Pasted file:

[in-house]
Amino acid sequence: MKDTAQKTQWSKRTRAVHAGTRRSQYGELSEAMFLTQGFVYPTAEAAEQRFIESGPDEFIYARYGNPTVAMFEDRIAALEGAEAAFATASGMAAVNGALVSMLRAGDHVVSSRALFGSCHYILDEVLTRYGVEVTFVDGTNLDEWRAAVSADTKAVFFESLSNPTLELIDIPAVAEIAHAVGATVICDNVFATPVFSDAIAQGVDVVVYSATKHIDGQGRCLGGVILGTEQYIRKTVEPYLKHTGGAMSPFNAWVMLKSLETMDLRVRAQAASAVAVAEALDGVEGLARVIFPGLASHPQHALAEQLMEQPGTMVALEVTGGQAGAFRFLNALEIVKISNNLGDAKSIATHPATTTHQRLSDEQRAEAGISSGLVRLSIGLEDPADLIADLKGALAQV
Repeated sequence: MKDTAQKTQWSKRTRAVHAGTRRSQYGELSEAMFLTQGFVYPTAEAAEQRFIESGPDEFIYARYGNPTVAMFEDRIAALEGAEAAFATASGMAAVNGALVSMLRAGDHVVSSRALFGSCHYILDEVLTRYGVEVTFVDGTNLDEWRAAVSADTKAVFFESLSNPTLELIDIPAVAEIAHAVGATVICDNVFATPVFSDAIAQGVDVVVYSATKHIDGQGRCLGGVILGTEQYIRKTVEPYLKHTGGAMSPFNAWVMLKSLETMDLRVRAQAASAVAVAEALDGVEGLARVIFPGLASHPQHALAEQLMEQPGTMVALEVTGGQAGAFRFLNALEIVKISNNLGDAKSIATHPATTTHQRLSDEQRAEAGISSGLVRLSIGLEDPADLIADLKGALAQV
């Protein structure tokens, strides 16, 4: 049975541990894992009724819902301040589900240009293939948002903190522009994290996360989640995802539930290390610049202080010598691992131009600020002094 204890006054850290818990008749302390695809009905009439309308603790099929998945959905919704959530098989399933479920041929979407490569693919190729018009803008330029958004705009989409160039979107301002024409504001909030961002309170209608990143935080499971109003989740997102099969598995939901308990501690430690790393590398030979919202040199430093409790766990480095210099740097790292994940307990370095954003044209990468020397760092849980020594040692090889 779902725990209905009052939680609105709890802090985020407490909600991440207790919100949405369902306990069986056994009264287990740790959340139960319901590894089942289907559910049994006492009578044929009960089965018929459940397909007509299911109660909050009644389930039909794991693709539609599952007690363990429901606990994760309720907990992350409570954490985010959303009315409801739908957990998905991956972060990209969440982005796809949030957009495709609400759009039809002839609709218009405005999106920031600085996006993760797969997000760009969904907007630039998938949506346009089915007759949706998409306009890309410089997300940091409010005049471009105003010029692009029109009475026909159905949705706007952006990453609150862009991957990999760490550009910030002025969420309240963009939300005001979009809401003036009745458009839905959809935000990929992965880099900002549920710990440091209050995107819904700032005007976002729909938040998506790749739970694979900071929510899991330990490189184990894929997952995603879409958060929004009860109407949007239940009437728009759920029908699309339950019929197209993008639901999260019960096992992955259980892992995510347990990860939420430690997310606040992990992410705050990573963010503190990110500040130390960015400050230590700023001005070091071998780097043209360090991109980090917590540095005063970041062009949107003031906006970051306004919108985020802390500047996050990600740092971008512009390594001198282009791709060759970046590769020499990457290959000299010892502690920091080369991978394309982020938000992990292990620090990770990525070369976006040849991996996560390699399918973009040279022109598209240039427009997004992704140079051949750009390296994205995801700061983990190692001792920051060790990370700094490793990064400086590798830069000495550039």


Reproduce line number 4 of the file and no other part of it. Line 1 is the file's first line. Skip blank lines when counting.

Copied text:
């Protein structure tokens, strides 16, 4: 049975541990894992009724819902301040589900240009293939948002903190522009994290996360989640995802539930290390610049202080010598691992131009600020002094 204890006054850290818990008749302390695809009905009439309308603790099929998945959905919704959530098989399933479920041929979407490569693919190729018009803008330029958004705009989409160039979107301002024409504001909030961002309170209608990143935080499971109003989740997102099969598995939901308990501690430690790393590398030979919202040199430093409790766990480095210099740097790292994940307990370095954003044209990468020397760092849980020594040692090889 779902725990209905009052939680609105709890802090985020407490909600991440207790919100949405369902306990069986056994009264287990740790959340139960319901590894089942289907559910049994006492009578044929009960089965018929459940397909007509299911109660909050009644389930039909794991693709539609599952007690363990429901606990994760309720907990992350409570954490985010959303009315409801739908957990998905991956972060990209969440982005796809949030957009495709609400759009039809002839609709218009405005999106920031600085996006993760797969997000760009969904907007630039998938949506346009089915007759949706998409306009890309410089997300940091409010005049471009105003010029692009029109009475026909159905949705706007952006990453609150862009991957990999760490550009910030002025969420309240963009939300005001979009809401003036009745458009839905959809935000990929992965880099900002549920710990440091209050995107819904700032005007976002729909938040998506790749739970694979900071929510899991330990490189184990894929997952995603879409958060929004009860109407949007239940009437728009759920029908699309339950019929197209993008639901999260019960096992992955259980892992995510347990990860939420430690997310606040992990992410705050990573963010503190990110500040130390960015400050230590700023001005070091071998780097043209360090991109980090917590540095005063970041062009949107003031906006970051306004919108985020802390500047996050990600740092971008512009390594001198282009791709060759970046590769020499990457290959000299010892502690920091080369991978394309982020938000992990292990620090990770990525070369976006040849991996996560390699399918973009040279022109598209240039427009997004992704140079051949750009390296994205995801700061983990190692001792920051060790990370700094490793990064400086590798830069000495550039």